Posted by: thedirtybaker | November 12, 2012

Baking Against Alaska

I have nothing against Alaska.  It sounds like a gorgeous place in the summer, with glaciers, amazing wildlife, and quirky people. As a thin-blooded wimp, I don’t want to live there, though, and when it sends us its weather before my landlord has had my furnace checked out for the winter, I have to take action.  That happened this weekend. I considered showing up at a hospital and informing a surgeon that B (the handyman) can’t have knee surgery until after he comes and checks the furnace, but I suspected that they’d find a space for me in a different ward of the hospital. You know, the one with the padded walls.  So I went for option B:  Dig out the winter clothes, test out my new coat, ride my bike in the afternoon (!) and BAKE!!!  Winter’s visit definitely improved.

The key to warming up the house is longer baking times: quick breads (50-70 minutes) and puddings (at least an hour and a half) are better than brownies, for example.  I often turn to rice pudding to warm things up, but I recently noticed a recipe for Butternut Squash Indian Pudding.  I read about Indian Pudding in the Little House on the Prairie books in grade school, but my mother dismissed it as not good. I hadn’t thought about it in years. Now, it was in my head, and had a red kuri squash that came with my last produce delivery.  According to some web sites, it was supposed to taste a little like chestnuts – that sounds good for dessert.  And even better: the squash needs to roast for an hour, and then the pudding bakes for another hour and a half (or more).  That’s an hour longer than the rice pudding, and it has the added bonus of the healthy squash!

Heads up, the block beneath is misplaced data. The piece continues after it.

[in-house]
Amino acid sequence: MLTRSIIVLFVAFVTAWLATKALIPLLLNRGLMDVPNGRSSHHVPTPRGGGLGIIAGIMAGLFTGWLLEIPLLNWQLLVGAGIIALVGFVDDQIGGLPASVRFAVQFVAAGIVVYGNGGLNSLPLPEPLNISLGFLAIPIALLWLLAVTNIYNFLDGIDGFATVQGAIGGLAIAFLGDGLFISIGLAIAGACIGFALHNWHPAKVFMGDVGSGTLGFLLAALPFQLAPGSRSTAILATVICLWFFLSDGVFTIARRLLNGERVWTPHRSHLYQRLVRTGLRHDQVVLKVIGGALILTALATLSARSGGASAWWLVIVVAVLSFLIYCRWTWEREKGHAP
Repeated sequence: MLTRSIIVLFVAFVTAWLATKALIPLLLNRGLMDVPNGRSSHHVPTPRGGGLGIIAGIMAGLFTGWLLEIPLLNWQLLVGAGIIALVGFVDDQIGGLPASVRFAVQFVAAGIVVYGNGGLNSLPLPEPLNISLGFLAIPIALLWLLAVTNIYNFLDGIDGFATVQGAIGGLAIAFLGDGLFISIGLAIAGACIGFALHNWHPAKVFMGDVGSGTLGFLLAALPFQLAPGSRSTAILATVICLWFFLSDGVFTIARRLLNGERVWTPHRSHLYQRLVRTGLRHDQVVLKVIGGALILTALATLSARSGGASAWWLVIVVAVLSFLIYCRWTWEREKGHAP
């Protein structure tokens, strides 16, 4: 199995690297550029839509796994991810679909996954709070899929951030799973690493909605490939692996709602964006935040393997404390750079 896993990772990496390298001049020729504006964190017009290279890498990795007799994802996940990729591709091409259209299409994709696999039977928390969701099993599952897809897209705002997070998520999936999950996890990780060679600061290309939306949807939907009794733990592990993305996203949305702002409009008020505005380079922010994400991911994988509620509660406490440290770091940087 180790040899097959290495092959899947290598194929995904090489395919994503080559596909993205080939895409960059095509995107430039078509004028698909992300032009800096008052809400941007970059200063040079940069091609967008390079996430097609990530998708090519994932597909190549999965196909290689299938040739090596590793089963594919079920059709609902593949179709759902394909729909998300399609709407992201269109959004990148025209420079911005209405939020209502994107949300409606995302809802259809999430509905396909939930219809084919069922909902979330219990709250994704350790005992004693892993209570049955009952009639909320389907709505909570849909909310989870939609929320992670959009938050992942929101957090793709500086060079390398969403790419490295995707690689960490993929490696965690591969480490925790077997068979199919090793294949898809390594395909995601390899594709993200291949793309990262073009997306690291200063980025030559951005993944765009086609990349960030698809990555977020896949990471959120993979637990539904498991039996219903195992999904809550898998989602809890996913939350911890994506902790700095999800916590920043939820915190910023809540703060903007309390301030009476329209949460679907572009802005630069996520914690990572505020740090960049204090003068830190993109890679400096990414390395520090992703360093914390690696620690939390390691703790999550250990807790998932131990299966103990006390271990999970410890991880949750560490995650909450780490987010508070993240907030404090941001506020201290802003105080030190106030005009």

Butternut Squash Indian Pudding

Changes:  I used a red kuri squash, not a butternut squash, and I doubled the recipe. It needed to cook for a lot longer than an hour and a half – maybe try baking it at 300F, or raising it to 300F after an hour or more.  I didn’t have black strap molasses – I used mostly regular molasses and a bit of  maple syrup.  And, of course, I used much more cinnamon than it called for.

Clarification: The recipe is unclear about the top-of-the-stove part. You need to whisk it continuously while it cooks. Otherwise, the cornmeal will clump instead of mixing and thickening the milk and spices.

Simplification:  You could also make this with canned pumpkin, but I don’t know how much pumpkin puree – I think the double batch used more squash puree than one 15-oz. can, but maybe not two cans.  If you give it a try, please post the quantities in the comments – I’d love to hear!


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